So it’s not just, “Okay great. You’ve got good grades. See you later.” It’s like great, you’ve got good grades. Let’s take this to the next level. Let’s help you find this to be your superpower.
So if you take that concept, I mean I do it in the work world. I have my COO who’s going to sit here. She literally text me like, “What’s your list for today?” Then she’s checking it. “Have you gotten this done? Have you gotten that done? How can I help you? Where are you getting stuck?”
It’s just knowing she’s there just in case I need help problem solving is like a game changer for my brain. It tricks my brain into being like no you can keep going. It’s also knowing she’s going to check in on me. So I don’t have time to mess around.
Becca: Yeah, I love that. I love that you have just communicated with someone on your team. This can go for anyone. Anybody that’s listening, this can be your spouse. It can be your kid. It can be whatever. You can make your own list, right.
You have someone that you have communicated, “Hey, this is how my brain works. This is what I need from you. Can you check in with me at 9:00 a.m., 12:00, and 3:00 p.m. and see that I’ve done X, Y, and Z.” Right? Is there any other tool like that that you have for our listeners that could just help them on their day to day?
Tyler: I think honestly the biggest thing that makes that work is the fact that in Focus Forward, we’re not their parents. So we’re like that third party helping them out. A lot of times parents could do the exact same thing, but they’re not going to get the same result. My husband could do that for me, but I would be like, “Stop telling me what to do. Seriously. Shush. Stop.”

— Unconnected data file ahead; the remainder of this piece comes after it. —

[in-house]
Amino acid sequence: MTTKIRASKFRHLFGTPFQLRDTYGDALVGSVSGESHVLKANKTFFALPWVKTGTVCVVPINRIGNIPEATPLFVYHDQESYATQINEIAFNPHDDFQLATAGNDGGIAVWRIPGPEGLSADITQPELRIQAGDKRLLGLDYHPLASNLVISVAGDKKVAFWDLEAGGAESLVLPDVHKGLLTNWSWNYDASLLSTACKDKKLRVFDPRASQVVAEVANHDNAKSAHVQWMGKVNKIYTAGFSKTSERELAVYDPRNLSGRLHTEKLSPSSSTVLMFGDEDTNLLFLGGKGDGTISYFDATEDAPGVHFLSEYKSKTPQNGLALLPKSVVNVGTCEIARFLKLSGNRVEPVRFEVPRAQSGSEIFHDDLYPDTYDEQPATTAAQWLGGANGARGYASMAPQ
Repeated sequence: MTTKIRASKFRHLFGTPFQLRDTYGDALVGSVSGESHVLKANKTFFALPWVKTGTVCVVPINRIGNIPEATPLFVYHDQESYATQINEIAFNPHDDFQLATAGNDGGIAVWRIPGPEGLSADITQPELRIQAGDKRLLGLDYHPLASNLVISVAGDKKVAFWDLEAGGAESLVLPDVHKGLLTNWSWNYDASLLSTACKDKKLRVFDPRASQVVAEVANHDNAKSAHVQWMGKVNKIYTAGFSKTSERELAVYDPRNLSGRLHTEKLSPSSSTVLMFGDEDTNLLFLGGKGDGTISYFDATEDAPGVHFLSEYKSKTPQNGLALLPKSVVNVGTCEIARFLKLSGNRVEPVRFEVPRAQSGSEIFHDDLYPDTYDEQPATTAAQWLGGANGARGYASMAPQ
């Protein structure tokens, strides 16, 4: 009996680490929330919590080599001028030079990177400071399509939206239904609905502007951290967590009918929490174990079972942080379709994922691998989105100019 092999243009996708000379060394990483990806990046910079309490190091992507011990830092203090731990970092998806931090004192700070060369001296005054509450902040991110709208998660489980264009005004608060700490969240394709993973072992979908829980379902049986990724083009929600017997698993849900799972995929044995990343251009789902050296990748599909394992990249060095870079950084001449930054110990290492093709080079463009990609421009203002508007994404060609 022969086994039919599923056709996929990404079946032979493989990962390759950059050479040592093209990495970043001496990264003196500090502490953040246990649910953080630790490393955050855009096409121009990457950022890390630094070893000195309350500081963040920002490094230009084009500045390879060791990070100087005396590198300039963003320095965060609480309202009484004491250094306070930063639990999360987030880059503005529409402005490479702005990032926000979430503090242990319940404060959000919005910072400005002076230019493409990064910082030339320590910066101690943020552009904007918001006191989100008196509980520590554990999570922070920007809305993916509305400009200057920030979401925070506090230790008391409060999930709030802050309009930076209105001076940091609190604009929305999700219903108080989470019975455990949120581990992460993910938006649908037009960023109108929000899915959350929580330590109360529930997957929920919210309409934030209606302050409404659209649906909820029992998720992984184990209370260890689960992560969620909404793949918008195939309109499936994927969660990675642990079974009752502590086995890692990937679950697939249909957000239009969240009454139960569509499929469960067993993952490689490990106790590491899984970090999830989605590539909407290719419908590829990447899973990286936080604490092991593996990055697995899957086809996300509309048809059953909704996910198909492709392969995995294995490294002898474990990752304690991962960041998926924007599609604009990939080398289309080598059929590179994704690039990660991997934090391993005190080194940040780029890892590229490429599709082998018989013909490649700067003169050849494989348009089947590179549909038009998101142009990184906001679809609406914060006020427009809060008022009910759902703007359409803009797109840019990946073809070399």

Becca: You can’t hire that.
Tyler: No, you can’t. So it’s like finding your partner in crime whether that’s a teacher, a counselor, someone at work, a friend. It’s whoever can hold you accountable and be kind of their job. So it’s like making sure that you’re not driving them nuts. So that’s why I try not to lean on my family and friends for that. I try to lean on my team for that. I let my kids and their parents lean on us for that so that then we can reach out to their teachers.
In addition to that, honestly the biggest piece of advice I have is to just get to know your brain. Get to know what ADHD is and what pieces of ADHD pertain to you and your brain. I mean once you understand that, then you can start finding tools that work and are manageable.
Becca: And to stop making it the enemy, right.
Becca: I think so many people get diagnosed with ADHD, and it’s this big problem, right. Versus like you believing that it is now your superpower. So can you tell us a little bit about why you think it’s your superpower now? Like when did you start thinking, “Hey maybe this actually might be a good thing. Maybe my brain working a little bit differently is a good thing.” Can you give us a little insight on that?